cyber crimeAs litigation lawyers, we regularly act to protect clients against others misusing and exploiting their image, information or privacy. A fundamental change is going to take place on 25 May 2018 that company owners in particular need to appreciate. The EU General Data Protection Regulation (GDPR) will have an impact that goes to the core of how you do business. Now is the time to put in place the serious preparations to meet this deadline because, if you aren’t prepared by then, your business might not survive.

What is GDPR?

In plain English, it is a European Union-wide Regulation to harmonise data protection compliance, which will apply to the UK despite Brexit.  It is going to re-define the control of how personal information/data is used and controlled both within the EU and worldwide by companies doing business with those in the EU.  Personal information is any information relating to an individual, whether it relates to his or her private, professional or public life – be it their name, address, ethnicity, telephone number, credit card details, medical or bank records or even the unique IP address for their internet connection. It covers the whole lot. If you obtain or use any personal information whilst trading for customers, potential customers or staff – which is practically every business – you must comply with how that information is compiled, stored and used.

It is likely that if you are a medium sized business or if your company core activity includes processing data, a Data Protection Officer will be a legal requirement for your business. This must be someone with expert knowledge of data protection law and practices.

How does GDPR threaten my business?

The Information Commission can look into any suspicion of non-compliance – meaning that your rivals can watch you for errors.  All breaches of data security will legally have to be reported to the Information Commissioner within 72 hours. Right now, most business suffering a cyber-attack or data loss look to hide it and hope to avoid attention.  Organisations that fail to properly obtain, protect and, where necessary, erase personal data can be made to suffer repeated costly audits, can see their insurance cancelled and be publically fined up to a maximum of €20m or 4% of their total worldwide annual turnover, whichever is higher of those two.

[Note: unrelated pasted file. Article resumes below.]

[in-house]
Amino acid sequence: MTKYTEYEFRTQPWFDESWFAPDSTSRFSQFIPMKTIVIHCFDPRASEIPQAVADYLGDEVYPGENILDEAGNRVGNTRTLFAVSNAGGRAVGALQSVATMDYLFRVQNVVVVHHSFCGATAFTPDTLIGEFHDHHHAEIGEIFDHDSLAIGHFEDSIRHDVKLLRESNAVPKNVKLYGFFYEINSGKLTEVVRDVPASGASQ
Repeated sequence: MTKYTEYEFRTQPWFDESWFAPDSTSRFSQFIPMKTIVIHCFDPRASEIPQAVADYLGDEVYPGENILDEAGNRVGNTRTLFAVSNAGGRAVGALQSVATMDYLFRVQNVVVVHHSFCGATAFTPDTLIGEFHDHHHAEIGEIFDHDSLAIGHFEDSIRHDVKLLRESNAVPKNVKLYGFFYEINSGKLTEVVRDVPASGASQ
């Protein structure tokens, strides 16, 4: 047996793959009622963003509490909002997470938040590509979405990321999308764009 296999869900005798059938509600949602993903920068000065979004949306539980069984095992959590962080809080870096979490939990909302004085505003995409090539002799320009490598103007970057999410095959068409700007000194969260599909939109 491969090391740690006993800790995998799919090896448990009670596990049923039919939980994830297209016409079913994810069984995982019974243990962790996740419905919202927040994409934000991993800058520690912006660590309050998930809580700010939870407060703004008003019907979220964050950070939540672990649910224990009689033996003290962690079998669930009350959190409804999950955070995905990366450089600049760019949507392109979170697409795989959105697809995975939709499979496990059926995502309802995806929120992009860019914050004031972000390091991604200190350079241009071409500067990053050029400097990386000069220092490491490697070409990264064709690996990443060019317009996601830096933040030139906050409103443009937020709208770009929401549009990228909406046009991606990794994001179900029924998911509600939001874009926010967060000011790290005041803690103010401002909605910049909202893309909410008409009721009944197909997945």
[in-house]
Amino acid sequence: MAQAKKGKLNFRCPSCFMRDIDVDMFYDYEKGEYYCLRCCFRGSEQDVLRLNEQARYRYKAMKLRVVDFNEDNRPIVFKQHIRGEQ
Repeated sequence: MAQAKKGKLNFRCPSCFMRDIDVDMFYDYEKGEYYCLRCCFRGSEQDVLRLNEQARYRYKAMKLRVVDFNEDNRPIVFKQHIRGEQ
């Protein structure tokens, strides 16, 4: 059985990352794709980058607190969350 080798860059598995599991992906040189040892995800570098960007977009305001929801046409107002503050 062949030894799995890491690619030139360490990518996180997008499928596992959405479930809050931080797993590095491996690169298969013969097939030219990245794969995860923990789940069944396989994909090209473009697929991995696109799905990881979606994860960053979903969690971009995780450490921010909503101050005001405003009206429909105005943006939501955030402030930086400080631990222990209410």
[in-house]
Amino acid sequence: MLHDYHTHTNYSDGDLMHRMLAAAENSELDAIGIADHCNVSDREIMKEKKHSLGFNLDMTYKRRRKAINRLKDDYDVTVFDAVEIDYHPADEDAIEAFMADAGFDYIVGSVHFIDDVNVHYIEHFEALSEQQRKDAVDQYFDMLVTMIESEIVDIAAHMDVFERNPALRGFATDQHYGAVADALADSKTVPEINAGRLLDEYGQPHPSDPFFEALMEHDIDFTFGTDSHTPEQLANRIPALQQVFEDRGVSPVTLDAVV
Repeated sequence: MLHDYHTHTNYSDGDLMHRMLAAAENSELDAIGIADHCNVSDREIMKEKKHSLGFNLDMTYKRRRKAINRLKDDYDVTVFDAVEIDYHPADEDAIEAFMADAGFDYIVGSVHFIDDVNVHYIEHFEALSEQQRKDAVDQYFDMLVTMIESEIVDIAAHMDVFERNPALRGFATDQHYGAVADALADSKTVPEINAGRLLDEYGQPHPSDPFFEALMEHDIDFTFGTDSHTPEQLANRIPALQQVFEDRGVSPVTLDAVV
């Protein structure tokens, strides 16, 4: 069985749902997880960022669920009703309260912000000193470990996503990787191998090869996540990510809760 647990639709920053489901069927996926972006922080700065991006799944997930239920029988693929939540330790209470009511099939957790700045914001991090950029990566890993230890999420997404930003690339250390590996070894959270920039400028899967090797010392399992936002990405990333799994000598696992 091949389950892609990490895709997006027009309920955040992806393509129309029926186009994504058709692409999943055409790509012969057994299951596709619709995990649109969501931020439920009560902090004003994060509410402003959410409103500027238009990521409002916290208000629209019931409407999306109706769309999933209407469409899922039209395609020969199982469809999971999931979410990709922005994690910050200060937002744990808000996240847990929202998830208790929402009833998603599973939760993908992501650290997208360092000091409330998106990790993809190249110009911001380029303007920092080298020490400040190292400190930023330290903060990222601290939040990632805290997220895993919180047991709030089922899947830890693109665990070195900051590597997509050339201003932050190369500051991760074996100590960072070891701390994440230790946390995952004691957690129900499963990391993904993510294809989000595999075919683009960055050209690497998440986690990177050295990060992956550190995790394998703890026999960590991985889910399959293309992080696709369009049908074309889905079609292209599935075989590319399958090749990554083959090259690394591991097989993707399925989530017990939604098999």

How do I prepare for it?

First of all, create and refine a meaningful culture and audit system of information security within your business. Secondly, make sure everyone you do business with (IT support, data storage, those you might purchase marketing lists from) also has that same culture.

If you back-up data to the cloud, ensure you know the provider has the necessary infrastructure, staff, policies and procedures. Obtaining and keeping personal data will include very high standards of consent for each and every purpose for which you intend to keep it. You must prove consent was given in every case and that it was given freely in an informed and unambiguous way. Data audit trails will become obligatory for not just how the data has come to you, but when and by whom it has subsequently been accessed, as well as with whom that data is shared. If a person then unsubscribes or requests personal data be deleted, the audit trail must show that request and also it being implemented.


Get ready for the GDPR deadline or prepare for the real prospect of your business facing public and financially crippling consequences. Understand how data is collected, stored, used and deleted, but also ask yourself if you can justify needing it to manage your business and employment relationships.

Here at Griffin Law we can not only help to protect your business data and advise you on what to do in the event of any breach of that data. We can also assist with anything mentioned above. If you would like advice on any matter, Griffin Law provides prompt, astute and cost-effective advice to their clients.  Contact us at or on 01732 525923

Article by Dan Sherlock, Senior Associate, Griffin Law